Argentina sentences Catholic priests to decades in prison over sexual abuse of deaf children

The abuse of nearly 20 students between 2004 and 2016 in an institute for the hearing-impaired came into light in 2016.

Argentine priest Horacia Corbacho,59, and Italian priest Nicola Corradi, 83, were sentenced to more than 40 years in prison for sexual abuse of deaf children. The abuse of nearly 20 students between 2004 and 2016 in the Provolo Institute for the hearing-impaired in Mendoza came into light in 2016.

The priests' trial began on August 5. Corbacho was sentenced to 45 years in jail and Corradi was given 42 years of jail time on Monday. The trial saw 13 victims from the institute providing evidence through camera hearings. The sentences cannot be appealed.

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Victims and relatives of children who claim they were sexually abused by the Catholic Church hold placards as they stand outside the venue for Australia's Royal Commission into Institutional Response to Child Sexual Abuse in Sydney, Australia, February 29, 2016. Reuters

The two Roman Catholic priests were held in preventive detention since the issue came into the light three years ago. The court has monitored two facts that were important in sentencing the priests. The circumstances of the case were such that the priests should have been responsible for the children's well-being and the victims were minors.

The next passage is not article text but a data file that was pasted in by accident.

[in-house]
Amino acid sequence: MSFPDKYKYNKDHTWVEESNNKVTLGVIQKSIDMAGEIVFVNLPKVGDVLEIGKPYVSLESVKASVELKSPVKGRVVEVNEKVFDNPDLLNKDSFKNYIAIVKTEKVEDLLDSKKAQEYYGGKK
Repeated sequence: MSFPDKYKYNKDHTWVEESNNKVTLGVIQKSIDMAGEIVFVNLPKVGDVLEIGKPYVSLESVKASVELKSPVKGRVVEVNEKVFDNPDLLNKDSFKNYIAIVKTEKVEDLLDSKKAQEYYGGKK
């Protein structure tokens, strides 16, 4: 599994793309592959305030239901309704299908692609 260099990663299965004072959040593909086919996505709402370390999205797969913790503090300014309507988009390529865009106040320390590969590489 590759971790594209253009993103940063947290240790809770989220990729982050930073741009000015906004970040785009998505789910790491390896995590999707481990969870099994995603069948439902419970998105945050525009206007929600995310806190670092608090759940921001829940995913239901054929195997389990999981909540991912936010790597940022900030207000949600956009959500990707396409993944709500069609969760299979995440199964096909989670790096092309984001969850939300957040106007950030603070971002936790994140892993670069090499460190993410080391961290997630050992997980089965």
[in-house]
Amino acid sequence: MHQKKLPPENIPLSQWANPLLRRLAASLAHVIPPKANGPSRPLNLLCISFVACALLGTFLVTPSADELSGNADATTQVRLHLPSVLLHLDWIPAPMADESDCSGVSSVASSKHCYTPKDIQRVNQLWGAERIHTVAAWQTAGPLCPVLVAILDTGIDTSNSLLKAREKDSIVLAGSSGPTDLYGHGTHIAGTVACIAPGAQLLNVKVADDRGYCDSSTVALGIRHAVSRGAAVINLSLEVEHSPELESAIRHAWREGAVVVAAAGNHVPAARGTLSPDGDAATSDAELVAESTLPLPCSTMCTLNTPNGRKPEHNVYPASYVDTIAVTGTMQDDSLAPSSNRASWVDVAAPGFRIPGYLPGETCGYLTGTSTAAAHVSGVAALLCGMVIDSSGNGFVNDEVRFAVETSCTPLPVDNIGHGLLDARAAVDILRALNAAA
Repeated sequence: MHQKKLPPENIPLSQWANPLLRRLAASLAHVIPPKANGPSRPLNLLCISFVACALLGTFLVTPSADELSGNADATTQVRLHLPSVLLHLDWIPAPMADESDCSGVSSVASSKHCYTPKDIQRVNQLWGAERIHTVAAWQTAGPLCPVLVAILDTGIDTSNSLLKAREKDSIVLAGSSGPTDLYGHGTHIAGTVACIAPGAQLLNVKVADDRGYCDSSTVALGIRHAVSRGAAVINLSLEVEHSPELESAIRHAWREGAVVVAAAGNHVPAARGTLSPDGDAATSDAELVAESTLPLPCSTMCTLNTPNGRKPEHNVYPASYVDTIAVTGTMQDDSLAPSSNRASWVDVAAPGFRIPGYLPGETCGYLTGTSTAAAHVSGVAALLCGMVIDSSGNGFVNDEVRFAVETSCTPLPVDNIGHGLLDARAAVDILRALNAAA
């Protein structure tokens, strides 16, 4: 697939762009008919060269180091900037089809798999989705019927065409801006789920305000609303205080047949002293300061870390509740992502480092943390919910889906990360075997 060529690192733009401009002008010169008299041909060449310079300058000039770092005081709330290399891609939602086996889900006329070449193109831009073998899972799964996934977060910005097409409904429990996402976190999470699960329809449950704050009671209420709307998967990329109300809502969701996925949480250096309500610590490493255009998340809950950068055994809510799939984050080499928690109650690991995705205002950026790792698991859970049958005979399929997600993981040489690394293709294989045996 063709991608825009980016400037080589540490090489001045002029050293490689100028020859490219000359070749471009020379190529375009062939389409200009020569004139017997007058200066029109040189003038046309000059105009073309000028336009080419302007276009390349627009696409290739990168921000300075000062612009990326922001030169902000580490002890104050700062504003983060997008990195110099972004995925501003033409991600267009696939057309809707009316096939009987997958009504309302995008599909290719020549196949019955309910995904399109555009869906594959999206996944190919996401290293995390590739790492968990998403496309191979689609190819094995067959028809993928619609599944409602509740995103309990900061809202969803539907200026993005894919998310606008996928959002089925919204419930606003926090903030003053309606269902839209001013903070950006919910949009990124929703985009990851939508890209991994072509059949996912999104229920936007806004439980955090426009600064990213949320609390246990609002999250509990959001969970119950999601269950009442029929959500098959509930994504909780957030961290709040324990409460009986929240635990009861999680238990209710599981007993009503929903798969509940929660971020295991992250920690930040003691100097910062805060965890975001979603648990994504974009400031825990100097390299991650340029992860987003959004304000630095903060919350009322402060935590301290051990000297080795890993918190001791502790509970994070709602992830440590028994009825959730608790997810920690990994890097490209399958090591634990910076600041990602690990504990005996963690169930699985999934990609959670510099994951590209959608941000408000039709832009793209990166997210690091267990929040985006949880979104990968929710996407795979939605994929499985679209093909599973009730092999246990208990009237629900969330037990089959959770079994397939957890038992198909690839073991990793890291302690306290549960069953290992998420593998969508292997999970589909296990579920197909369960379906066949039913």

The institution's gardener, Armando Gomez, and several other members were taken in as a part of the case. The gardener was arrested on sexual abuse charges and will be serving 18 years in jail. Apart from the gardener, a 42-year-old Japanese nun Kosaka Kumiko was also charged with complicity with the priests.

Reaction to the Verdict

People hold quilts at a press conference outside of Cathedral of Our Lady of the Angels for victims of sexual abuse
Picture for representation Reuters

The verdict in the case brought tears to the eyes of the victims' families, who were seen hugging each other. The young crowd gathered outside the court cheered as they heard the verdict. The defendants didn't make any comment on the verdict.

Many analyses look at the stain this verdict is going to bring to the Roman Catholic Church. The question has been as to why it took the police and the justice system, not the church, to shut down the institution and hold the abusers responsible.